Same Action, Different Meaning: Neural substrates of Semantic Goal Representation
Accurate control over everyday goal-directed actions is mediated by sensory-motor predictions of intended consequences and their comparison with actual outcomes. Such online comparisons of the expected and re-afferent, immediate, sensory feedback are conceptualized as internal forward models. Current predictive coding theories describing such models typically address the processing of immediate sensory-motor goals, yet voluntary actions are also oriented towards long-term conceptual goals and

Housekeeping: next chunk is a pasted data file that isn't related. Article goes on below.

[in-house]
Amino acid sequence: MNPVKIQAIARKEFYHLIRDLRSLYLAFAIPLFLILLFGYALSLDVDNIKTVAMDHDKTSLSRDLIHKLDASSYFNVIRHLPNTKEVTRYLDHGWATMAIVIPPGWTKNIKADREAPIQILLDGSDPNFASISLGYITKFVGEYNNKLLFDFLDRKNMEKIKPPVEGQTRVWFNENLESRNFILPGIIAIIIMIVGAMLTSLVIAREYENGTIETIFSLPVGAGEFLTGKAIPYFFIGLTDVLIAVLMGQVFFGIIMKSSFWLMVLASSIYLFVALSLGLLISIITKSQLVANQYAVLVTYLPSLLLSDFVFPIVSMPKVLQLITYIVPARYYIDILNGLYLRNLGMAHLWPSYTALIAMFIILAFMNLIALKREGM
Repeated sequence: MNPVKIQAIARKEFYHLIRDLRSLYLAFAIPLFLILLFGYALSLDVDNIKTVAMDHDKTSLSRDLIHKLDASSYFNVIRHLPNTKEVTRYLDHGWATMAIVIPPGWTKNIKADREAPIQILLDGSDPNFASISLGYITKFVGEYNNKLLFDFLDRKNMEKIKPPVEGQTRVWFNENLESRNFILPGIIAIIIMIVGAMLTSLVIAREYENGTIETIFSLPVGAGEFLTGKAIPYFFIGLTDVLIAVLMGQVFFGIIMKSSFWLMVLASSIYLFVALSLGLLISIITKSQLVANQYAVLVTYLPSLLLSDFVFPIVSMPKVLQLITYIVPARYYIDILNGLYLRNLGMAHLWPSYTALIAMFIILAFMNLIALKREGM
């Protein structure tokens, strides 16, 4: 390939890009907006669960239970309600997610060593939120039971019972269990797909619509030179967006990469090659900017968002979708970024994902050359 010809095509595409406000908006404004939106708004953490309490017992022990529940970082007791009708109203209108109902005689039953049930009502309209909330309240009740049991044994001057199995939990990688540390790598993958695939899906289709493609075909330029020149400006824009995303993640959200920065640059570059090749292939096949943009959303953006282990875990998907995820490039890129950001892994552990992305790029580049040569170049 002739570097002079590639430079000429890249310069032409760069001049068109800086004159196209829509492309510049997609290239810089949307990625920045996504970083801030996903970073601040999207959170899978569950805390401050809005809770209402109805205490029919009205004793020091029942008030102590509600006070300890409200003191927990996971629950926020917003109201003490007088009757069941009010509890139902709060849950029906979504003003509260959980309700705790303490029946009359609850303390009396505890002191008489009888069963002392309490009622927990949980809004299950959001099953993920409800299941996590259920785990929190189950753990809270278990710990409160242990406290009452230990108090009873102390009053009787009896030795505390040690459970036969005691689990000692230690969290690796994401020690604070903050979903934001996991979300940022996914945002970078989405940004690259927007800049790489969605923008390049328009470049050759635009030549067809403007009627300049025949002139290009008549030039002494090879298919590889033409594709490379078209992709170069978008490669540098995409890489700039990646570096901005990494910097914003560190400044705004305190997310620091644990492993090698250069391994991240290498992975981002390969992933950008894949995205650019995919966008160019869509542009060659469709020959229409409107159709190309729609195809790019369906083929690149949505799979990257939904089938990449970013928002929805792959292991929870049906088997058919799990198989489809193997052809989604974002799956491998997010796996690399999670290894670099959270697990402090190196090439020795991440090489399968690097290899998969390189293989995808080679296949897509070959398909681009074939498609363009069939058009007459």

... tentions, for which the sensory consequence is sometimes absent or cannot be fully predicted. Thus, the neural mechanisms underlying actions with distal conceptual goals is far from being clear. Specifically, it is still unknown whether sensory-motor circuits also encode information regarding the global meaning of the action, detached from the immediate, movement-related goal. Therefore, using fMRI and behavioral measures, we examined identical actions (either right or left-hand button presses) performed for two different semantic intentions ('yes'/'no' response to questions regarding visual stimuli). Importantly, actions were devoid of differences in the immediate sensory outcome. Our findings revealed voxel patterns differentiating the two semantic goals in the frontoparietal cortex and visual pathways including the Lateral-occipital complex, in both hemispheres. Behavioral results suggest that the results cannot be explained by kinetic differences such as force. To the best of our knowledge, this is the first evidence showing that semantic meaning is embedded in the neural representation of actions independent of immediate sensory outcome and kinetic differences.